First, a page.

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Mol Biol Cell. Aug 1996; 7(8): 1167–1180.
PMCID: PMC275970
Functionally distinct isoforms of dynactin are expressed in human neurons.
M K Tokito, D S Howland, V M Lee, and E L Holzbaur
Department of Animal Biology, University of Pennsylvania School of Veterinary Medicine, Philadelphia 19104-6046, USA.
Abstract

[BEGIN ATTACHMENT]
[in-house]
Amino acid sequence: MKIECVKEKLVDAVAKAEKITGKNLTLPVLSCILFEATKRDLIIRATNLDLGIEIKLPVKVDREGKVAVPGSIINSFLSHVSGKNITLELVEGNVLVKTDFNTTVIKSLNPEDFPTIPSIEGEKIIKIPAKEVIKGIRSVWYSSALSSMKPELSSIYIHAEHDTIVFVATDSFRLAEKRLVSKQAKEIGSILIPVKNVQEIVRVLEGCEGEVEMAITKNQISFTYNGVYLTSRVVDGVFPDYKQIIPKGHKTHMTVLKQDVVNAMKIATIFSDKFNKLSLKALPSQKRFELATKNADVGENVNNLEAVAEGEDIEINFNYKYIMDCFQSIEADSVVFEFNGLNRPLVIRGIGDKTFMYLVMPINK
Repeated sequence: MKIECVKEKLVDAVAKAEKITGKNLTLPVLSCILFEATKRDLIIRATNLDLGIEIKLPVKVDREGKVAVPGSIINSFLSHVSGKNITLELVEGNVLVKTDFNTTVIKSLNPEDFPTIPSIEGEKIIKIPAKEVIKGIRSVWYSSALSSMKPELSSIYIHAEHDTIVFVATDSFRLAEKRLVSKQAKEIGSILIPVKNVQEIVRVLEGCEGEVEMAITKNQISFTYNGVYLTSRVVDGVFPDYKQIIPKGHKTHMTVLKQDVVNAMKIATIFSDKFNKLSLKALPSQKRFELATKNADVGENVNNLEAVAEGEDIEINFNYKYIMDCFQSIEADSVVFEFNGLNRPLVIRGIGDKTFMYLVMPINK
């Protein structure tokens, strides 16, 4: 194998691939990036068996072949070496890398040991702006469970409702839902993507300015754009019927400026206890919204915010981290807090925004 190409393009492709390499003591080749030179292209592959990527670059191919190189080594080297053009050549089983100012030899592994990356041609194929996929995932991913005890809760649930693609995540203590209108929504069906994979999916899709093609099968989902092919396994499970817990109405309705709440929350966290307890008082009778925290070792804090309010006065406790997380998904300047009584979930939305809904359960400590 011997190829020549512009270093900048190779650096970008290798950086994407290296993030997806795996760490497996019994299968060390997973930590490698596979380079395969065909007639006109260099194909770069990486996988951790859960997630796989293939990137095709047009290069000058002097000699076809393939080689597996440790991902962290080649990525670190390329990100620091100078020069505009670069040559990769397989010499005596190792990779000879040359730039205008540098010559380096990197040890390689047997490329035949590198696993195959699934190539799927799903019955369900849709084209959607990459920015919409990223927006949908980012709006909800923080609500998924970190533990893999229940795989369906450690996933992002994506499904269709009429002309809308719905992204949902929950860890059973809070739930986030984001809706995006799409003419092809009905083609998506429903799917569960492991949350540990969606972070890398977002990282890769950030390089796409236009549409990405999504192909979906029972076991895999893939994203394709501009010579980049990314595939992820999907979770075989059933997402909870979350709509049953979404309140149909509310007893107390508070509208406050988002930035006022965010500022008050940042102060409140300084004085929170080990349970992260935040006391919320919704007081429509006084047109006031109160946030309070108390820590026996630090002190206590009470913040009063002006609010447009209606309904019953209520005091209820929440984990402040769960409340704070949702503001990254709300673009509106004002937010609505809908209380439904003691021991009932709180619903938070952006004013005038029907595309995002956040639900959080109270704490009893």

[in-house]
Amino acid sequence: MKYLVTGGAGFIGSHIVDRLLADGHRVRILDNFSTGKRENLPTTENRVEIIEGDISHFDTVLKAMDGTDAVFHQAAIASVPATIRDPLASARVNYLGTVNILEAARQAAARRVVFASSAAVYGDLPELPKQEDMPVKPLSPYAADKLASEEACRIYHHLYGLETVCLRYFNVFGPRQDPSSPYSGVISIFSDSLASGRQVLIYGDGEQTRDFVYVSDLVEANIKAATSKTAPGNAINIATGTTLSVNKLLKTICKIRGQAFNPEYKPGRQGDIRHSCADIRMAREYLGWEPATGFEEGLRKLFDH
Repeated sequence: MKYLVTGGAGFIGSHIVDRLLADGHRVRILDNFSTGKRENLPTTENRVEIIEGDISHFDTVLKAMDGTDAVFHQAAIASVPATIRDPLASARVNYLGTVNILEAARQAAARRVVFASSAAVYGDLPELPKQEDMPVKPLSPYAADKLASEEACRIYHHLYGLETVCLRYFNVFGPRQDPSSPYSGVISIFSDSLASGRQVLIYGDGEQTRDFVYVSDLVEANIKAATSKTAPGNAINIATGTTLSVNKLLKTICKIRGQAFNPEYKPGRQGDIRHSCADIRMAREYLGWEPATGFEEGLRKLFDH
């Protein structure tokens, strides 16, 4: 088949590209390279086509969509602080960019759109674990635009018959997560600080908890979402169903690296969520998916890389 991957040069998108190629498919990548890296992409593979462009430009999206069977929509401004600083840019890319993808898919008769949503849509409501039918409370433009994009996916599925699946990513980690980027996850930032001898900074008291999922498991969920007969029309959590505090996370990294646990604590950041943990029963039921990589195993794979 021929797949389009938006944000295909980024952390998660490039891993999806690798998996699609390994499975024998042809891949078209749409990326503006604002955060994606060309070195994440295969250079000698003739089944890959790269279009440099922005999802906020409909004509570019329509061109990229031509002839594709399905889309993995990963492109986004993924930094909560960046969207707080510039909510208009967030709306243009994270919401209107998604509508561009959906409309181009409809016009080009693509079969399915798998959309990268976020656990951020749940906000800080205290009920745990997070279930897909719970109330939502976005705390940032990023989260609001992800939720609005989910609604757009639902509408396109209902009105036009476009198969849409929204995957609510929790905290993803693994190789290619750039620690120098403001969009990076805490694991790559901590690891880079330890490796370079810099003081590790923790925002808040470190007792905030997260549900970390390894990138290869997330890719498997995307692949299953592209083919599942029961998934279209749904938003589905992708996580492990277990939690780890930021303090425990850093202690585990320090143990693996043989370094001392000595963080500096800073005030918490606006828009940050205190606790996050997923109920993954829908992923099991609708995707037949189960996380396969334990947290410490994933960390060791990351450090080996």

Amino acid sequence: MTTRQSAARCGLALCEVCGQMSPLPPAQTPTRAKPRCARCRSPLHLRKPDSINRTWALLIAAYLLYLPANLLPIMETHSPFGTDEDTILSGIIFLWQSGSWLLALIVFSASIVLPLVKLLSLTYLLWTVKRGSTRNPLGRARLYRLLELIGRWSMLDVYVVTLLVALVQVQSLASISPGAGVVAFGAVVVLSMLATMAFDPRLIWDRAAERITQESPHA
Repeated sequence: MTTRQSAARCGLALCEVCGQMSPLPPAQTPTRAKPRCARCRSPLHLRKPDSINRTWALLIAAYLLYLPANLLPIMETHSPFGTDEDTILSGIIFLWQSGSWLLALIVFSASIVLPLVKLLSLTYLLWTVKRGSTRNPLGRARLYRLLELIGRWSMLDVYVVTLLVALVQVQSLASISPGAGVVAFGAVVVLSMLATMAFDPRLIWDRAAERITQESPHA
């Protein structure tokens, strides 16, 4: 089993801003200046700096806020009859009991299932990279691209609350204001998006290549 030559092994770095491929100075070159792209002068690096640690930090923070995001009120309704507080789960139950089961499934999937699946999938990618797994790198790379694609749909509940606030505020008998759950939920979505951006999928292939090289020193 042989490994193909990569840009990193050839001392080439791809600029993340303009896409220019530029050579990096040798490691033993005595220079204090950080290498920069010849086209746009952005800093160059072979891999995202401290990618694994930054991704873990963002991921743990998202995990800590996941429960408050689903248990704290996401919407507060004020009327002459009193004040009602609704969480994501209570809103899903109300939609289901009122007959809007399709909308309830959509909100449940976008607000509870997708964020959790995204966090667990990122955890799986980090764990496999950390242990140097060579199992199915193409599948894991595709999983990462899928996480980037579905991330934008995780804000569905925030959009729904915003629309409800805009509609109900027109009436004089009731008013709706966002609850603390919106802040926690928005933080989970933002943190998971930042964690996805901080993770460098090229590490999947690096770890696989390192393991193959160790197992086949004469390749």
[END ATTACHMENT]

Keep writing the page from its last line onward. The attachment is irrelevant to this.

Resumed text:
P150Glued is the largest subunit of dynactin, which binds to cytoplasmic dynein and activates vesicle transport along microtubules. We have isolated human cDNAs encoding p150Glued as well as a 135-kDa isoform; these isoforms are expressed in human brain by alternative mRNA splicing of the human DCTN1 gene. The p135 isoform lacks the consensus microtubule-binding motif shared by members of the p150Glued/Glued/CLIP-170/BIK1 family of microtubule-associated proteins and, therefore, is predicted not to bind directly to microtubules. We used transient transfection assays and in vitro microtubule-binding assays to demonstrate that the p150 isoform binds to microtubules, but the p135 isoform does not. However, both isoforms bind to cytoplasmic dynein, and both partition similarly into cytosolic and membrane cellular fractions. Sequential immunoprecipitations with an isoform-specific antibody for p150 followed by a pan-isoform antibody revealed that, in brain, these polypeptides assemble to form distinct complexes, each of which sediments at approximately 20 S. On the basis of these observations, we hypothesize that there is a conserved neuronal function for a distinct form of the dynactin complex that cannot bind directly to cellular microtubules.
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